The angle at which the incident beam strikes the DMD face is also important. The micro-mirrors tilt about their own axes by +/−12° to occupy their on/off states, which leads to transmitted light (including the undiffracted zero order beam) undergoing much larger angular deviations than in the case of reflection-mode LC-SLMs (where the undiffracted zero-order simply undergoes a reflection from the plane parallel to the SLM chip). The case for DMDs is shown in the expanded schematic of the DMD inset in Fig. 1: if light is incident normal to the DMD face (from direction M in the schematic in Fig. 1), undiffracted light will nominally be transmitted at an angle of 24° in direction N (rather than back towards the source at 0° as in the case for reflection-mode LC-SLMs). As shown in the inset, this leads to a lateral compression of the field in the x-direction by an obliquity factor Obl ≈ cos(24) ≈ 0.91. A compression in one dimension only can lead to aberrations in the output field, and so this factor can be corrected for in the pattern by laterally pre-stretching by a factor of 1/Obl. Other incident angles result in other correction obliquity factors, and in general Obl (θ) ≈ cos(θ + 24), where θ is the angle of incidence of light striking the DMD (measured from the chip normal in degrees). Therefore an incident angle of −24° (i.e. from direction N) is preferred as this results in transmission normal to the DMD face in direction M, with an obliquity factor of unity and therefore no correction is necessary .
The obliquity factor here is described approximately as in reality it also depends upon the diffraction angle of the order. There is also an additional effect which causes a further small angular deviation of the transmitted beam: as each mirror rotates about its own axis, light reflecting off each mirror travels a different path length, and so a wavelength dependent phase step is imparted to the transmitted light beam, from one mirror to the next. This results in an additional phase tilt across the transmitted beam, which once again slightly alters its transmission angle, and therefore also modifies the obliquity factor correction.
3. Binary amplitude hologram design
We now describe the design of the binary DMD transmittance hologram to encode arbitrary vector beams at the output of our optical system (i.e. at the camera plane in Fig. 1). It was shown in the 1960s that binary amplitude masks can be used to shape both the intensity and phase of light . In particular, the computer-generated hologram method enables the design of a binary amplitude grating in which the first diffraction order will possess the desired spatial intensity and phase profile . The pitch of the grating controls the angle of the first diffraction order. Spatially varying intensity and phase modulation is then achieved by locally varying the duty cycle of the grating (i.e. the local width of the apertures) to control the diffracted intensity, and locally varying the lateral phase of the grating (i.e. the local lateral position of the apertures) to control the optical phase of the diffracted light. Therefore the binary transmittance function T(x, y) which encodes a target scalar complex field 𝕊(x, y) = S(x, y)eiϕS that propagates along its first diffraction order is given by:Eqn. 1 produces the desired spatial mode in an image plane of the DMD provided that the additional unwanted orders are blocked in the Fourier plane of the DMD. In our experiment, all of the scalar components of our modes are propagation invariant (and therefore have the same profile in the image plane or Fourier plane save for a magnification and a phase term ) and so we can position the camera to view the generated beam in either the image plane or Fourier plane. In the general case, the target beam will be formed in the image plane of the DMD, and to obtain the target beam in the Fourier plane then 𝕊(x, y) must be defined by the Fourier transform of the target beam.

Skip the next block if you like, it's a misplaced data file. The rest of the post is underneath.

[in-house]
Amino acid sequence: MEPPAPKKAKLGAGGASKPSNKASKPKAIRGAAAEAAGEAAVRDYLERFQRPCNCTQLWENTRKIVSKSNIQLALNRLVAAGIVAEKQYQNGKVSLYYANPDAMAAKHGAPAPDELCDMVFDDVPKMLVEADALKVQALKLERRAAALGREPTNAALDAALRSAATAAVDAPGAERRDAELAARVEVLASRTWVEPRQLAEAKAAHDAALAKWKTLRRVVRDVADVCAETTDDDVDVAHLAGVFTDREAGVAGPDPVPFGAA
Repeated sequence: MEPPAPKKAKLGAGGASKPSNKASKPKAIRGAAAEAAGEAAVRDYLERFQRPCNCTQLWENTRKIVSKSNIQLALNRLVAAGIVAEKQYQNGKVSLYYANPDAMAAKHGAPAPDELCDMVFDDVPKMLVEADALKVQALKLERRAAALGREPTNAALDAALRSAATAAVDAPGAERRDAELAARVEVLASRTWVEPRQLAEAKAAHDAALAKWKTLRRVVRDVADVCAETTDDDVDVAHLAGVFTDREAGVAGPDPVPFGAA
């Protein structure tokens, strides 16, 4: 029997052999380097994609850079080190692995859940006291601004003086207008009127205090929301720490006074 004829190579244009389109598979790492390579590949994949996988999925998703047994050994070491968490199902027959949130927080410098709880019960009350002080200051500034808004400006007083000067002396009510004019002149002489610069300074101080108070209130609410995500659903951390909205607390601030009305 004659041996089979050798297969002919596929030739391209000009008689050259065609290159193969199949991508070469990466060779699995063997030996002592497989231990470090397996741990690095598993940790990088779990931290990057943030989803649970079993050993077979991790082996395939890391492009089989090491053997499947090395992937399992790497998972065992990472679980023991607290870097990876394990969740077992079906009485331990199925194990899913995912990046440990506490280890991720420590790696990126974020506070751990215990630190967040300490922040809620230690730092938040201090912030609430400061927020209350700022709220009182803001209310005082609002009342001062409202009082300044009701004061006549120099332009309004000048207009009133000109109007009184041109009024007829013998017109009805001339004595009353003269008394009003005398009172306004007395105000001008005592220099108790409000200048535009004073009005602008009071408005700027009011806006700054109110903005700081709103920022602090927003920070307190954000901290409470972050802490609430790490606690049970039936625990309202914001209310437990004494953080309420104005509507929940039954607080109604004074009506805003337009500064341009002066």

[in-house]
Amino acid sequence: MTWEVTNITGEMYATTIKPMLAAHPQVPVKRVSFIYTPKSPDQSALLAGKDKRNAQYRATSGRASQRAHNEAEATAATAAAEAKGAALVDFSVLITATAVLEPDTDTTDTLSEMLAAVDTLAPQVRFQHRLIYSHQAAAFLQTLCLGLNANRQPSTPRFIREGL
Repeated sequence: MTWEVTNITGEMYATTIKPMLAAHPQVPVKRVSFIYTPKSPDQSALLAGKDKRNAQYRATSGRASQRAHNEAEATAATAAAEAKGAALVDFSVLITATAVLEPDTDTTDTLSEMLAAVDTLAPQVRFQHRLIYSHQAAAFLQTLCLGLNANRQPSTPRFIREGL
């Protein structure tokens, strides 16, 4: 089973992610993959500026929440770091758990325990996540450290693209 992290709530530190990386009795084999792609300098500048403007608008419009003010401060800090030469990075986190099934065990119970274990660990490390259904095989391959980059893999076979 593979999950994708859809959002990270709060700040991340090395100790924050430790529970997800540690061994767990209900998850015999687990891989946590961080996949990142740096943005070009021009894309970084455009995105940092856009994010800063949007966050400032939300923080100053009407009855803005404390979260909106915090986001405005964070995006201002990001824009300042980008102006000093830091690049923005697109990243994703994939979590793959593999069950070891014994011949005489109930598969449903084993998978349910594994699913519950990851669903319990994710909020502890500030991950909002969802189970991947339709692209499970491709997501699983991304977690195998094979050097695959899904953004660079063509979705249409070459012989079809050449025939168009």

In our experiment we aim to create a target vector beam of arbitrary intensity, phase and polarisation (E⃗(x, y)) the general form of which is given by:Eqn. 1, we now have p(x, y) = ϕS,dual (x, y) and q(x, y) = arcsin(Sdual (x, y)/Sdual,max).
The functions 𝔸 and 𝔹 depend upon the target vector beam, and can be calculated by decomposing it into two orthogonal linearly polarised components. This process is similar to that described in  for the generation of vector beams using an LC-SLM. In general, the local polarisation state may be defined by a polarisation ellipse, and the relative local phase difference of the electric field of the two orthogonal linearly polarised components determines the ellipticity of the local polarisation state of the vector beam. For example a phase difference of zero (or π or 2π) radians specifies a linear polarisation state, a phase difference of π/2 radians specifies circular polarisation, and other phase values specify elliptical polarisation. The orientation of the major axis of the polarisation ellipse is specified by both the local relative phase and the local relative amplitude of the two orthogonal linearly polarised components. Therefore the intensity, phase and polarisation of the vector beams are necessarily coupled. However, similar to , our method enables full control of both phase and polarisation as we have arbitrary control of both (i) the relative phase of the electric field of each polarisation, and (ii) the relative phase of the oscillating electric field of adjacent spatial locations within the beam.